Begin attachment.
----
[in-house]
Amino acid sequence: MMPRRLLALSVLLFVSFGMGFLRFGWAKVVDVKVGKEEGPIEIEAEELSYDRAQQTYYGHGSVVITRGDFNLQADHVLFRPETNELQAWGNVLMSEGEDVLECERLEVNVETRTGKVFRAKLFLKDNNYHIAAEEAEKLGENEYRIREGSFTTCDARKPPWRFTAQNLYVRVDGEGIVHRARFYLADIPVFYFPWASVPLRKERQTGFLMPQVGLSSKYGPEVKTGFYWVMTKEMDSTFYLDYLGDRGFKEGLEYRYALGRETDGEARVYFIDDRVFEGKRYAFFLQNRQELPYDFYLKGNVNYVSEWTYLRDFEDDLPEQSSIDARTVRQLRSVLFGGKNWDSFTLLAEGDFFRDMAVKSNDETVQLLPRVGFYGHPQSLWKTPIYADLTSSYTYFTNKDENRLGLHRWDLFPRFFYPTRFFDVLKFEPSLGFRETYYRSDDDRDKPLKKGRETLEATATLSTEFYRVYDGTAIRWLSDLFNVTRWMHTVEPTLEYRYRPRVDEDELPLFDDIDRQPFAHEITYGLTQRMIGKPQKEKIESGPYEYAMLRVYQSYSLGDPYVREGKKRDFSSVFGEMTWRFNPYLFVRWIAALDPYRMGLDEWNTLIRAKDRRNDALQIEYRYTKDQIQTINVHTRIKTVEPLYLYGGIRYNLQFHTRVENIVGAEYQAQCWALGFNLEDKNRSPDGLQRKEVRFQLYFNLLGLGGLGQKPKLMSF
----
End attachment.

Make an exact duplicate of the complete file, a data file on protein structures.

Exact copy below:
[in-house]
Amino acid sequence: MMPRRLLALSVLLFVSFGMGFLRFGWAKVVDVKVGKEEGPIEIEAEELSYDRAQQTYYGHGSVVITRGDFNLQADHVLFRPETNELQAWGNVLMSEGEDVLECERLEVNVETRTGKVFRAKLFLKDNNYHIAAEEAEKLGENEYRIREGSFTTCDARKPPWRFTAQNLYVRVDGEGIVHRARFYLADIPVFYFPWASVPLRKERQTGFLMPQVGLSSKYGPEVKTGFYWVMTKEMDSTFYLDYLGDRGFKEGLEYRYALGRETDGEARVYFIDDRVFEGKRYAFFLQNRQELPYDFYLKGNVNYVSEWTYLRDFEDDLPEQSSIDARTVRQLRSVLFGGKNWDSFTLLAEGDFFRDMAVKSNDETVQLLPRVGFYGHPQSLWKTPIYADLTSSYTYFTNKDENRLGLHRWDLFPRFFYPTRFFDVLKFEPSLGFRETYYRSDDDRDKPLKKGRETLEATATLSTEFYRVYDGTAIRWLSDLFNVTRWMHTVEPTLEYRYRPRVDEDELPLFDDIDRQPFAHEITYGLTQRMIGKPQKEKIESGPYEYAMLRVYQSYSLGDPYVREGKKRDFSSVFGEMTWRFNPYLFVRWIAALDPYRMGLDEWNTLIRAKDRRNDALQIEYRYTKDQIQTINVHTRIKTVEPLYLYGGIRYNLQFHTRVENIVGAEYQAQCWALGFNLEDKNRSPDGLQRKEVRFQLYFNLLGLGGLGQKPKLMSF